However, optimism was short-lived as a full-scale malaria epidemic broke out again in 1968. Vector resistance to DDT and parasitic resistance to antimalarials were first reported in the 1970s, posing a serious threat to Sri Lanka’s progress. along with the malaria eradication strategy. New development projects such as the Accelerated Mahaweli Development Programme (1977) further complicated the task of malaria control due to development-induced population movements from the malaria-free wet zone to the malaria-endemic dry zone as well as due to enhanced vector breeding following environmental changes triggered by development schemes. By the 1980s, malaria infections were back to the levels seen in the pre-DDT era. An increase in P. falciparum malaria was the new challenge even though malaria mortality had declined due to improved health services in the country by this time.

The Anti-Malaria Campaign (AMC)responded to these challenges by switching from DDT to malathion, changing the drug regime administered to malaria patients, changing the approach from malaria eradication to control, and integration of malaria control with other health services in the country. Health volunteers were deployed to educate the public about the disease, its treatment and prevention. A variety of measures such as insecticide-impregnated bed nets and mosquito repellents were introduced in a multi-pronged attack on malaria vectors and parasites. By the early 1990s, there were signs that the interventions being used at the time had the effect of containing the disease and were limiting it to certain pockets where increased surveillance was necessary.

The struggle against malaria in Sri Lanka experienced a major setback due to the civil war between the Sri Lankan security forces and the LTTE, with Vanni, the primary theatre of war, being a malaria-endemic region and a large civilian population in the Northern Province being displaced into this region. An epidemic broke out in Vanni from 1998 to 2002, affecting civilians, LTTE cadres and Sri Lankan security forces. Despite the raging hostilities between the security forces and the LTTE since 1983, there is no evidence of any manipulation of malaria interventions for military purposes either by the state or the LTTE. On the contrary, the two warring parties opted to stop fighting when anti-malaria work was being carried out by the AMC, perhaps realising that malaria was a common enemy for combatants and civilians on both sides of the ethnic divide. The peace accord signed between the government and the LTTE under Norwegian mediation also facilitated the gradual containment of the war-induced malaria epidemic in the affected regions. Even though successful malaria containment in Sri Lanka was achieved prior to the last phase of the war, it is significant that Sri Lanka achieved malaria-free status in the aftermath of the war when the dust had settled and the resettlement of war-displaced population had been largely accomplished.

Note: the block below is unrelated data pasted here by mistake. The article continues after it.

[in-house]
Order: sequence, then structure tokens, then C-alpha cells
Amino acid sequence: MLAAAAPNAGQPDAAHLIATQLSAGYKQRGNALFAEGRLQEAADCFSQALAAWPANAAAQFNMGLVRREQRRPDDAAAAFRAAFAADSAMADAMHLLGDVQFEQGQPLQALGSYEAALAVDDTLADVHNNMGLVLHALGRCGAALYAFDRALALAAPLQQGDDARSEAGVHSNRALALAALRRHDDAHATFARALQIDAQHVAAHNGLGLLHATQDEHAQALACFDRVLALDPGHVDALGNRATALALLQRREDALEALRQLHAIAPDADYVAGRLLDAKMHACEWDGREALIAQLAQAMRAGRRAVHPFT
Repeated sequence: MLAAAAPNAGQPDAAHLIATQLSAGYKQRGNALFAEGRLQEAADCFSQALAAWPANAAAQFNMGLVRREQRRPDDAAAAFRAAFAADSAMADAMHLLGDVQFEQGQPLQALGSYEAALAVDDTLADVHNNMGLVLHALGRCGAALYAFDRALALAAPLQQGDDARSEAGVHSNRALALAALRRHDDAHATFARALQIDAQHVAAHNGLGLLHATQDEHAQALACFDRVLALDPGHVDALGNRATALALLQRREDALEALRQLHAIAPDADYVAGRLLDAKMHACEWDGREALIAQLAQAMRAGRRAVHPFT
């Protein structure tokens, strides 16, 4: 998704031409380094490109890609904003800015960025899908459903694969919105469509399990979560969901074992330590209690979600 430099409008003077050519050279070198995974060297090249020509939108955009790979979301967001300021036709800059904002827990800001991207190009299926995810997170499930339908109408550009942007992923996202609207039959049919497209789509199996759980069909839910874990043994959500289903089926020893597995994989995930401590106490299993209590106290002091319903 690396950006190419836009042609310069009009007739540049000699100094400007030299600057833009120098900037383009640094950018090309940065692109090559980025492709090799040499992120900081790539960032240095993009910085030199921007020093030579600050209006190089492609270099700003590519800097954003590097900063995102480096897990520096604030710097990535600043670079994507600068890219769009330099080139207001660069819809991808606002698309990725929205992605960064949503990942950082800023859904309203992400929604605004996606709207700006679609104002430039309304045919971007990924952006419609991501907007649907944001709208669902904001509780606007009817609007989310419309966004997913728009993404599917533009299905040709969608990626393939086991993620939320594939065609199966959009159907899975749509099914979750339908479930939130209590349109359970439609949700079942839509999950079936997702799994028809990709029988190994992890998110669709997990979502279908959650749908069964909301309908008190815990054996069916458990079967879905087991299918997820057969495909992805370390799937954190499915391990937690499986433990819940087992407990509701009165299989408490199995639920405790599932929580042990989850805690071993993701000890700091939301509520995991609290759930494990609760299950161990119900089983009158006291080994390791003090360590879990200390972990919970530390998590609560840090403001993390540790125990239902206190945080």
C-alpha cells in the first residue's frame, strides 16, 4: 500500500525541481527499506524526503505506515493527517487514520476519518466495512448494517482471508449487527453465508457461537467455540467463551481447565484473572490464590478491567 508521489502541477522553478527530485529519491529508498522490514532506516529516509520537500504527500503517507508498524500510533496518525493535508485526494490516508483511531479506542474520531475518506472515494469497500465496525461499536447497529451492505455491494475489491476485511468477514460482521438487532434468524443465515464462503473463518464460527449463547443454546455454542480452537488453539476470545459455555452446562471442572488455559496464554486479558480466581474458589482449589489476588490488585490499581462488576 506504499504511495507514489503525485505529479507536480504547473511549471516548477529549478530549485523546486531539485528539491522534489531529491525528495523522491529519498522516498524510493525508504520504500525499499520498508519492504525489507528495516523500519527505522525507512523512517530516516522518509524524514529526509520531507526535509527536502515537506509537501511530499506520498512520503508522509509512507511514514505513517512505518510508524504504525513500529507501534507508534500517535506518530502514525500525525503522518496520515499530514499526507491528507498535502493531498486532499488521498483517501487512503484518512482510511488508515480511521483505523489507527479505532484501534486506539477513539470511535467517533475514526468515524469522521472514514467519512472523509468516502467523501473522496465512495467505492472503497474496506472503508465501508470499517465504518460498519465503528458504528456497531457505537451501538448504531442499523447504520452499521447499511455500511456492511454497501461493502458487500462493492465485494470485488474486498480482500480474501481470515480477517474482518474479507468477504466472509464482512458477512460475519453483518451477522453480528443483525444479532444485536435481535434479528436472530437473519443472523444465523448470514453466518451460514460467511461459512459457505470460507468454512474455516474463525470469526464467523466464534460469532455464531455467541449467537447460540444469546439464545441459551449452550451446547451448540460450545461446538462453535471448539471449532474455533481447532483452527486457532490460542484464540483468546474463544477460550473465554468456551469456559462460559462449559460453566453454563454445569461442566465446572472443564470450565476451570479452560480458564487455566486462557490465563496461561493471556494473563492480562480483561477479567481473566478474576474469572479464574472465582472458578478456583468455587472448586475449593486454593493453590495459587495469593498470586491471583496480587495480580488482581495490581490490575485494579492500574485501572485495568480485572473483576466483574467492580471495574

The future

Malaria is by and large under control in much of South Asia. The remaining hotbeds of malaria transmission in the region are in conflict-affected and frontier regions in Afghanistan, northeast India and Myanmar and require a long-term focal attention in the form of surveillance of the vector, parasite and human behaviour conducive to malaria transmission, a multi-pronged approach inclusive of increased community participation in malaria control activities, livelihood development and poverty reduction, conflict prevention and reconciliation among rival parties. If we are to ensure that the disease burden is to not become an obstacle to future developments in the South Asia region, efforts must be made to rollback these diseases as we seek to roll-out broad-based development in the region as a whole. As elaborated in my recent book, ‘ Decolonisation, Development and Disease: A Social History of Malaria in Sri Lanka ’ (2014), successful eradication of malaria calls for a shift from a narrow biomedical to a human-centric approach.

Kalinga Tudor Silva is a social scientist who has authored an account on the social history of malaria in Sri Lanka. E-mail: